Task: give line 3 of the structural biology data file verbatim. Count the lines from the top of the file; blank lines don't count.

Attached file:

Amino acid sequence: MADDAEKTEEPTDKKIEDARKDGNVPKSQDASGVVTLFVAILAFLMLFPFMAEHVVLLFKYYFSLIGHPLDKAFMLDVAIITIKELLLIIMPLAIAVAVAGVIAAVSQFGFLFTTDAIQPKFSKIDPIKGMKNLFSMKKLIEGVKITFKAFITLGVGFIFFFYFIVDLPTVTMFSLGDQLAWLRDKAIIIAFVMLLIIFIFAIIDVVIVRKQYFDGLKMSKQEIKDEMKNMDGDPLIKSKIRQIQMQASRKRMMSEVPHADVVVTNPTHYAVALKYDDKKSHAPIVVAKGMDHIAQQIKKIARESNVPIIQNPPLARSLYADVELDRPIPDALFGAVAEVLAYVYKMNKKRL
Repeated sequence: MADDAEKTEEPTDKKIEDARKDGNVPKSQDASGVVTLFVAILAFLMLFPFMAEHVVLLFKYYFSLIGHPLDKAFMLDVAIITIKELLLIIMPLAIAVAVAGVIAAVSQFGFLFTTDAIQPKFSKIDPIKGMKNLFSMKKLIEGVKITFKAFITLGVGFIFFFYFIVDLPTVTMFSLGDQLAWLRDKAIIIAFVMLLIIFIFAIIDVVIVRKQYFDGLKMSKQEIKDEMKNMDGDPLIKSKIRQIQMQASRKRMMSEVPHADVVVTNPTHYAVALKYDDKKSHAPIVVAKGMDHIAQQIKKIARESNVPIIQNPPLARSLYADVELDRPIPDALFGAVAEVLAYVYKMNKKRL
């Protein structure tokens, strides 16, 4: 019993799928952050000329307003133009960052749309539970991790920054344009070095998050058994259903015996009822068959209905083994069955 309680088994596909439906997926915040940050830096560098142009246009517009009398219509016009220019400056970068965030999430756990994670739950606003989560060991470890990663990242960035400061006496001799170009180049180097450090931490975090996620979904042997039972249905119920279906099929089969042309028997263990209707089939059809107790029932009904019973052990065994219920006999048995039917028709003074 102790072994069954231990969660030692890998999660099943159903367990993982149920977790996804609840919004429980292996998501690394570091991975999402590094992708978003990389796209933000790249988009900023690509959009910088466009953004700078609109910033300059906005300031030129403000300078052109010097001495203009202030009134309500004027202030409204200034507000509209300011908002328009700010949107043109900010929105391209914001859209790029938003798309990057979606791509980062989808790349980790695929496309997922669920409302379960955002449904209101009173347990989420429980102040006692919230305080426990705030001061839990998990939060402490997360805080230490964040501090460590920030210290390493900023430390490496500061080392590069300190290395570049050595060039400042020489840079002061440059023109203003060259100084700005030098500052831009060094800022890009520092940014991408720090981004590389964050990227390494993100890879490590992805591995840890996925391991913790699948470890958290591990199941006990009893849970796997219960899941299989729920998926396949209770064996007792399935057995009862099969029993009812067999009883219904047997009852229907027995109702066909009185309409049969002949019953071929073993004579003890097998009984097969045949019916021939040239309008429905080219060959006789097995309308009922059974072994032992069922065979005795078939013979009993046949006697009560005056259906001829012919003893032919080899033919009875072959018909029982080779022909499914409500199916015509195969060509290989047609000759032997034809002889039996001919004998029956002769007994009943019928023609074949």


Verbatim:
């Protein structure tokens, strides 16, 4: 019993799928952050000329307003133009960052749309539970991790920054344009070095998050058994259903015996009822068959209905083994069955 309680088994596909439906997926915040940050830096560098142009246009517009009398219509016009220019400056970068965030999430756990994670739950606003989560060991470890990663990242960035400061006496001799170009180049180097450090931490975090996620979904042997039972249905119920279906099929089969042309028997263990209707089939059809107790029932009904019973052990065994219920006999048995039917028709003074 102790072994069954231990969660030692890998999660099943159903367990993982149920977790996804609840919004429980292996998501690394570091991975999402590094992708978003990389796209933000790249988009900023690509959009910088466009953004700078609109910033300059906005300031030129403000300078052109010097001495203009202030009134309500004027202030409204200034507000509209300011908002328009700010949107043109900010929105391209914001859209790029938003798309990057979606791509980062989808790349980790695929496309997922669920409302379960955002449904209101009173347990989420429980102040006692919230305080426990705030001061839990998990939060402490997360805080230490964040501090460590920030210290390493900023430390490496500061080392590069300190290395570049050595060039400042020489840079002061440059023109203003060259100084700005030098500052831009060094800022890009520092940014991408720090981004590389964050990227390494993100890879490590992805591995840890996925391991913790699948470890958290591990199941006990009893849970796997219960899941299989729920998926396949209770064996007792399935057995009862099969029993009812067999009883219904047997009852229907027995109702066909009185309409049969002949019953071929073993004579003890097998009984097969045949019916021939040239309008429905080219060959006789097995309308009922059974072994032992069922065979005795078939013979009993046949006697009560005056259906001829012919003893032919080899033919009875072959018909029982080779022909499914409500199916015509195969060509290989047609000759032997034809002889039996001919004998029956002769007994009943019928023609074949």